2.1 Inhomogeneous and Nonstationary Signal and Noise Fields I:Waveforms, Beam Theory, Covariances, and Intensity Spectra, 78

2.2 Continuous Space-Time Wiener-Khintchine Relations, 91

2.3 The W–Kh Relations for Discrete Samples in theNon-Hom-Stat Situation, 102

2.4 The Wiener–Khintchine Relations for Discretely SampledRandom Fields, 108

2.5 Aperture and Arrays-I: An Introduction, 115

2.6 Concluding Remarks, 138

3 Optimum Detection, Space-Time Matched Filters, and BeamForming in Gaussian Noise Fields 141

3.1 Optimum Detection I: Selected Gaussian Prototypes-CoherentReception, 142

3.2 Optimum Detection II: Selected GaussianPrototypes-Incoherent Reception, 154

3.3 Optimal Detection III: Slowly Fluctuating Noise Backgrounds,176

3.4 Bayes Matched Filters and Their Associated Bilinear andQuadratic Forms, I, 188

3.5 Bayes Matched Filters in the Wave Number–FrequencyDomain, 219

3.6 Concluding Remarks, 235

4 Multiple Alternative Detection 239

4.1 Multiple-Alternative Detection: The Disjoint Cases, 239

4.2 Overlapping Hypothesis Classes, 254

4.3 Detection with Decisions Rejection: Nonoverlapping SignalClasses, 262

5 Bayes Extraction Systems: Signal Estimation and Analysis,p(H1) = 1 271

5.1 Decision Theory Formulation, 272

5.2 Coherent Estimation of Amplitude (Deterministic Signals andNormal Noise, p(H1) = 1), 287

5.3 Incoherent Estimation of Signal Amplitude (DeterministicSignals and Normal Noise, p(H1) = 1), 294

5.4 Waveform Estimation (Random Fields), 300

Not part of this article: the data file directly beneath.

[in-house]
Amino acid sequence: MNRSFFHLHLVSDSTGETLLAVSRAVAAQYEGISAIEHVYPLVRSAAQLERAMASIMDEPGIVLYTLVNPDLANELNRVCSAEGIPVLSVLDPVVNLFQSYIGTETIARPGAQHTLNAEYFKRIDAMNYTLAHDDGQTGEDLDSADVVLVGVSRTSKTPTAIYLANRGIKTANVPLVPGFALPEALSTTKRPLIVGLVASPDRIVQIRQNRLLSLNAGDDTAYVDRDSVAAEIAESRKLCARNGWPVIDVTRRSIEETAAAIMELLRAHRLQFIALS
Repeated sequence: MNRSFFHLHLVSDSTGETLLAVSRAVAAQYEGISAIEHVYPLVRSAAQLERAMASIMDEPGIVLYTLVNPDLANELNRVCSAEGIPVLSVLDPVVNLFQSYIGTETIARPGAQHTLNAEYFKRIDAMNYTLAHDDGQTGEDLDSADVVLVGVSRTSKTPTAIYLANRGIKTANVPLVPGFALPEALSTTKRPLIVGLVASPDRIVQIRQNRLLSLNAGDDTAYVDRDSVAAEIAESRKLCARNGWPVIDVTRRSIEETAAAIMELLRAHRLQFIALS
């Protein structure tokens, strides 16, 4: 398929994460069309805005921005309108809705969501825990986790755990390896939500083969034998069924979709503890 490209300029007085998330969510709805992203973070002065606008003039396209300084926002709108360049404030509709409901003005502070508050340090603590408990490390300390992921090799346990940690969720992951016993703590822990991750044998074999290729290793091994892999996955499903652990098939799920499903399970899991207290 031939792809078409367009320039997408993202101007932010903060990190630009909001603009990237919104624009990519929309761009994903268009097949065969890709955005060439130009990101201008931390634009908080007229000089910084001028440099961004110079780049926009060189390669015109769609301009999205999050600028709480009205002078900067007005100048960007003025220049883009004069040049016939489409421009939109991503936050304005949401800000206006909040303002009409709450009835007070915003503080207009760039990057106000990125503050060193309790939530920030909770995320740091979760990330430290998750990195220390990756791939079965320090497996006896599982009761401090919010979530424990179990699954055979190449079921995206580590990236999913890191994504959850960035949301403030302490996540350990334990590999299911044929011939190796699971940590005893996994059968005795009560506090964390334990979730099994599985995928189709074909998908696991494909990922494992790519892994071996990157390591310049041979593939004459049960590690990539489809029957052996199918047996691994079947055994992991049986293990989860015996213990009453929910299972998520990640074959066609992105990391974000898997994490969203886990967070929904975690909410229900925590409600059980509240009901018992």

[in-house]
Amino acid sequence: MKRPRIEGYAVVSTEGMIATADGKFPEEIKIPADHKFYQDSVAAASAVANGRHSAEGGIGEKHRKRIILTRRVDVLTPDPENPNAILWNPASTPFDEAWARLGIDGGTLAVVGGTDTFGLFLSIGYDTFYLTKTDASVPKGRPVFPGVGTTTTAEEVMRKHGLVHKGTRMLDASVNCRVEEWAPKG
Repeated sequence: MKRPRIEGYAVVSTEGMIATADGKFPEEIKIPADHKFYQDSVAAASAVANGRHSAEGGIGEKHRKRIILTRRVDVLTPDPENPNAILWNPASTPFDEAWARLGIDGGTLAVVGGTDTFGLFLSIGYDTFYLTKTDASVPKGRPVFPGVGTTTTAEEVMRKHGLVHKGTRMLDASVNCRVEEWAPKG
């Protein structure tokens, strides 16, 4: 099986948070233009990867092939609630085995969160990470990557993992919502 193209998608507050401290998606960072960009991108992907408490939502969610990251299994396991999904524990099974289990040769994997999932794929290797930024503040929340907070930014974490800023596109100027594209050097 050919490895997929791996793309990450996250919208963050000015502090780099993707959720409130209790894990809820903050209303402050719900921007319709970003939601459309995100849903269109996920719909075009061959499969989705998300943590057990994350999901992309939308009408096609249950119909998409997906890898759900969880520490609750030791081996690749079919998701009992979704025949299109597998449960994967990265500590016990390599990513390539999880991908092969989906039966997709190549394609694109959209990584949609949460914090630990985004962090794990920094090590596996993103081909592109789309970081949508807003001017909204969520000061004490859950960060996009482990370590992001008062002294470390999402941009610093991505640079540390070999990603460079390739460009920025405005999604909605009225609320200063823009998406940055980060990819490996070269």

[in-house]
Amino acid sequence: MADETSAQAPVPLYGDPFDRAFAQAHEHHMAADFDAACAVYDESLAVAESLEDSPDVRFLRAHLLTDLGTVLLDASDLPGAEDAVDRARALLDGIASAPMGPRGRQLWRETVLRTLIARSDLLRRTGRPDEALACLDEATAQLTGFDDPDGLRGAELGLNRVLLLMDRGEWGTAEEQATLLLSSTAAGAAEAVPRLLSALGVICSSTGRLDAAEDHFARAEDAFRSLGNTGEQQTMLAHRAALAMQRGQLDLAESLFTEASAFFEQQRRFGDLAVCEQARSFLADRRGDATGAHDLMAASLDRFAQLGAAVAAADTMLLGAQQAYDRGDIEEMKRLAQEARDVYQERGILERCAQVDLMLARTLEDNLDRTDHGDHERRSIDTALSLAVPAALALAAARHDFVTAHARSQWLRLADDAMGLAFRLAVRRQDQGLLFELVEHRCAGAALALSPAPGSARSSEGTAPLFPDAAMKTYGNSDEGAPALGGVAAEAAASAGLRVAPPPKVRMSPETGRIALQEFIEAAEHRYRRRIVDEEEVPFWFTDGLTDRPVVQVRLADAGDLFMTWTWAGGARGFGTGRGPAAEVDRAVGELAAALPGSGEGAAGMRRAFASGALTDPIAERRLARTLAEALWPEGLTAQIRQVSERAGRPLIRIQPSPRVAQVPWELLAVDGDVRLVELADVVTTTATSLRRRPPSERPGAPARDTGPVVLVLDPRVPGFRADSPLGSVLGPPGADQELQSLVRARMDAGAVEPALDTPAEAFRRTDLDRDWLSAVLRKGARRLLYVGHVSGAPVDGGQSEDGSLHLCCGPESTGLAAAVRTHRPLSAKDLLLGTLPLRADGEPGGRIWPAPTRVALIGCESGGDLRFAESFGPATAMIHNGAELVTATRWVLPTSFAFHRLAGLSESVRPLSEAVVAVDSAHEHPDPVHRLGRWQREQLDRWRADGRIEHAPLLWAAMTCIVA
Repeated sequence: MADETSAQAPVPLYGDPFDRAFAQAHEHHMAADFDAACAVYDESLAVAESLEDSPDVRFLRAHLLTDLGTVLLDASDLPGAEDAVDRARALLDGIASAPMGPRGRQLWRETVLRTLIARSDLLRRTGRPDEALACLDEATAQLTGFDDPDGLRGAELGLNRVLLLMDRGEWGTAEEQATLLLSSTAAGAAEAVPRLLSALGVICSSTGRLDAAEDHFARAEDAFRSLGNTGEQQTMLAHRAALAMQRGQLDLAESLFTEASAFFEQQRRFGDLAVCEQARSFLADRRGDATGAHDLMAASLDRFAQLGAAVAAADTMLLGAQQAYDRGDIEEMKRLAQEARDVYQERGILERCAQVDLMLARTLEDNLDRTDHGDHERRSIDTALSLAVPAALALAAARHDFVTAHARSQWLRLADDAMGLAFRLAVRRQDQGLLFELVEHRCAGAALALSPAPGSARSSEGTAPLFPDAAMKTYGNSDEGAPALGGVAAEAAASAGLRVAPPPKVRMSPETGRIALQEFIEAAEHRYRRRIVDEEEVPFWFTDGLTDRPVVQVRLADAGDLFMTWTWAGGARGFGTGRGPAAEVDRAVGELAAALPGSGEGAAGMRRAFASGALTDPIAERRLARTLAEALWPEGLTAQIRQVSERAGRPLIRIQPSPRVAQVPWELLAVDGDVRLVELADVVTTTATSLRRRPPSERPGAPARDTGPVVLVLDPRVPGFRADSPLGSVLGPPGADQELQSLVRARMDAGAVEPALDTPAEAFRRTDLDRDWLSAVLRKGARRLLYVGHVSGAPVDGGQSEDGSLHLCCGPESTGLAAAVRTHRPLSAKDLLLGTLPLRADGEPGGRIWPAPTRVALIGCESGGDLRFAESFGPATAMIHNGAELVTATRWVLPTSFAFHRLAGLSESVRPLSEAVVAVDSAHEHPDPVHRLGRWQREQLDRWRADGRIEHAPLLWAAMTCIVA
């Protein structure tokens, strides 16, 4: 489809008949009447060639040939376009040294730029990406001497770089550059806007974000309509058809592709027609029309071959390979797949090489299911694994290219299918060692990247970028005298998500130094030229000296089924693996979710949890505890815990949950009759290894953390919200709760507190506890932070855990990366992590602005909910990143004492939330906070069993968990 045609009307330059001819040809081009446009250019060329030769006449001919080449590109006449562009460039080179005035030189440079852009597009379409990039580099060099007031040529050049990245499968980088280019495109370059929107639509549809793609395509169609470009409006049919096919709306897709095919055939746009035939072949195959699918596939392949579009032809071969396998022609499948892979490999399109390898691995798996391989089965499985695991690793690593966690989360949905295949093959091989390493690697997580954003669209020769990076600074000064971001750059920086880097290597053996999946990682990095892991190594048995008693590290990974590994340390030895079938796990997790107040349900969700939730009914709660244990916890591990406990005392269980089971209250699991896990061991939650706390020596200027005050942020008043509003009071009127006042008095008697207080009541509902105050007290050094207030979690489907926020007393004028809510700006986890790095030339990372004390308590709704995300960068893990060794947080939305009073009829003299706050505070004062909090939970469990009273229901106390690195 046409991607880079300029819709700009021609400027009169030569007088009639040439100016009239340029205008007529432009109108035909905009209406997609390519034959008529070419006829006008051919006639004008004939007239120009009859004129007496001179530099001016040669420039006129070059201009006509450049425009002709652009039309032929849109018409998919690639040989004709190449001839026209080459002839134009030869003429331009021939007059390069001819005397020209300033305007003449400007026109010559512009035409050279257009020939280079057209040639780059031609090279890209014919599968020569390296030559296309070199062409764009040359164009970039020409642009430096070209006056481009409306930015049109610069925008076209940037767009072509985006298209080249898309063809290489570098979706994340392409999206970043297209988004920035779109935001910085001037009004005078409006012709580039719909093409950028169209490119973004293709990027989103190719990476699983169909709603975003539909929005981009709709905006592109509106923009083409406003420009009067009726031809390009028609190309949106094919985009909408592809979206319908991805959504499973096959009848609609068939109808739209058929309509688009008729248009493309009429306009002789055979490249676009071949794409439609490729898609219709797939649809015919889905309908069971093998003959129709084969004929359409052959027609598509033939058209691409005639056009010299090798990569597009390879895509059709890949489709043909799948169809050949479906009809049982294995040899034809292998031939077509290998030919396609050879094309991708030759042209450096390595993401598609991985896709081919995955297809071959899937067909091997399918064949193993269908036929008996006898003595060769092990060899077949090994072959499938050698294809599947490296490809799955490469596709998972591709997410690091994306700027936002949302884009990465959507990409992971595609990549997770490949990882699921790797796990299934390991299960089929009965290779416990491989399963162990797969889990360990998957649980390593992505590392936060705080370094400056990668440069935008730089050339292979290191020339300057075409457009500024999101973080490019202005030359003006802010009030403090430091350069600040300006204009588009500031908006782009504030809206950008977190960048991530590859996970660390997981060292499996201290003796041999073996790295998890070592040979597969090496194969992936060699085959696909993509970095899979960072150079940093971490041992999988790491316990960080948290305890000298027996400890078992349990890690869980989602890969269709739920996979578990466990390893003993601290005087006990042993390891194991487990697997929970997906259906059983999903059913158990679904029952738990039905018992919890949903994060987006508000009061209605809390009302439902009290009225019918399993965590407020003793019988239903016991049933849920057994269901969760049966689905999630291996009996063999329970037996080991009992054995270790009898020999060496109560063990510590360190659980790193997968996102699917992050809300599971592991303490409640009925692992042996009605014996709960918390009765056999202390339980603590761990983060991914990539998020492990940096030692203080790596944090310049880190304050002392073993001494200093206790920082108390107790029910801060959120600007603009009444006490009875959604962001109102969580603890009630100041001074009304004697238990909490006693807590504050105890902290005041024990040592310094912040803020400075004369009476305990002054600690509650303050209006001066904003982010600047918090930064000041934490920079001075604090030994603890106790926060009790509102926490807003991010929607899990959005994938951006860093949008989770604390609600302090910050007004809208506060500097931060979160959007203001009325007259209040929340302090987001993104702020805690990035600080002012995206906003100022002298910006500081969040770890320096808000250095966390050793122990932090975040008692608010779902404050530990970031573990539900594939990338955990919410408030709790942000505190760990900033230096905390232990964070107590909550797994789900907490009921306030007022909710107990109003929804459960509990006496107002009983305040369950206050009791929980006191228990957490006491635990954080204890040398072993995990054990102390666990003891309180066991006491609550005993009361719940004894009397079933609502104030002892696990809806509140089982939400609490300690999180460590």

5.5 Summary Remarks, 304

6 Joint Detection and Estimation, p(H1) ≤ 1: I.Foundations 307

6.1 Joint Detection and Estimation under Prior Uncertainty[p(H1)≤ 1]: Formulation, 309

6.2 Optimal Estimation [ p(H1) ≤ 1]: No Coupling, 315

6.3 Simultaneous Joint Detection and Estimation: General Theory,326

6.4 Joint D and E: Examples–Estimation of SignalAmplitudes [p(H1) ≤ 1], 350

6.5 Summary Remarks, p(H)1 ≤ 1: I-Foundations, 378

7 Joint Detection and Estimation under Uncertainty, pk(H1)< 1.
II. Multiple Hypotheses and Sequential Observations 381

7.1 Jointly Optimum Detection and Estimation under MultipleHypotheses, p(H1) ≤ 1, 382

7.2 Uncoupled Optimum Detection and Estimation, MultipleHypotheses, and Overlapping Parameter Spaces, 400

7.3 Simultaneous Detection and Estimation: Sequences ofObservations and Decisions, 407

7.4 Concluding Remarks, 428

8 The Canonical Channel I: Scalar Field Propagation in aDeterministic Medium 435

8.1 The Generic Deterministic Channel: Homogeneous UnboundedMedia, 437

8.2 The Engineering Approach: I-The Medium and Channel asTime-Varying Linear Filters (Deterministic Media), 465

8.3 Inhomogeneous Media and Channels-Deterministic Scatter andOperational Solutions, 473

8.4 The Deterministic Scattered Field in Wave Number-FrequencySpace: Innovations, 494

8.5 Extensions and Innovations, Multimedia Interactions, 499

8.6 Energy Considerations, 509

8.7 Summary: Results and Conclusions, 535

9 The Canonical Channel II: Scattering in Random Media;"Classical" Operator Solutions 539

9.1 Random Media: Operational Solutions-First- and Second-OrderMoments, 541

9.2 Higher Order Moments Operational Solutions for The LangevinEquation, 565

9.3 Equivalent Representations: Elementary Feynman Diagrams,580

9.4 Summary Remarks, 598

References, 599

Appendix A1 601

Index 617